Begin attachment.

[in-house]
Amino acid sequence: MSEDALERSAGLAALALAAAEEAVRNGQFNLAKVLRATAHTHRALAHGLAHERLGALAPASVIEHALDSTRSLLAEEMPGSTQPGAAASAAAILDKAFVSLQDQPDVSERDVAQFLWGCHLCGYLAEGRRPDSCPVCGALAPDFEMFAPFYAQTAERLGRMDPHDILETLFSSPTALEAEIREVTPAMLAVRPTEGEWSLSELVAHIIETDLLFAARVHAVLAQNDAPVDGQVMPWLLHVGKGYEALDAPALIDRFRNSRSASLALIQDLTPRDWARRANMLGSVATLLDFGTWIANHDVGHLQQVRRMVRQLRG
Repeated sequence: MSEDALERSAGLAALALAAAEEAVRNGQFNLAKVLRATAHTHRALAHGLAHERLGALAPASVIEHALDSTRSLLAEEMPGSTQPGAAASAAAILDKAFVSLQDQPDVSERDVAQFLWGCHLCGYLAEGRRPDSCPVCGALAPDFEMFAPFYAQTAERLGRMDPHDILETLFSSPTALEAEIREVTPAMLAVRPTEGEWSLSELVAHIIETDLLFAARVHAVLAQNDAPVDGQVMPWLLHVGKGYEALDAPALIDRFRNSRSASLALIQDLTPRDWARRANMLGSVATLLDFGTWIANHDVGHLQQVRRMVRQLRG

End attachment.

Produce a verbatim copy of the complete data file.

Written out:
[in-house]
Amino acid sequence: MSEDALERSAGLAALALAAAEEAVRNGQFNLAKVLRATAHTHRALAHGLAHERLGALAPASVIEHALDSTRSLLAEEMPGSTQPGAAASAAAILDKAFVSLQDQPDVSERDVAQFLWGCHLCGYLAEGRRPDSCPVCGALAPDFEMFAPFYAQTAERLGRMDPHDILETLFSSPTALEAEIREVTPAMLAVRPTEGEWSLSELVAHIIETDLLFAARVHAVLAQNDAPVDGQVMPWLLHVGKGYEALDAPALIDRFRNSRSASLALIQDLTPRDWARRANMLGSVATLLDFGTWIANHDVGHLQQVRRMVRQLRG
Repeated sequence: MSEDALERSAGLAALALAAAEEAVRNGQFNLAKVLRATAHTHRALAHGLAHERLGALAPASVIEHALDSTRSLLAEEMPGSTQPGAAASAAAILDKAFVSLQDQPDVSERDVAQFLWGCHLCGYLAEGRRPDSCPVCGALAPDFEMFAPFYAQTAERLGRMDPHDILETLFSSPTALEAEIREVTPAMLAVRPTEGEWSLSELVAHIIETDLLFAARVHAVLAQNDAPVDGQVMPWLLHVGKGYEALDAPALIDRFRNSRSASLALIQDLTPRDWARRANMLGSVATLLDFGTWIANHDVGHLQQVRRMVRQLRG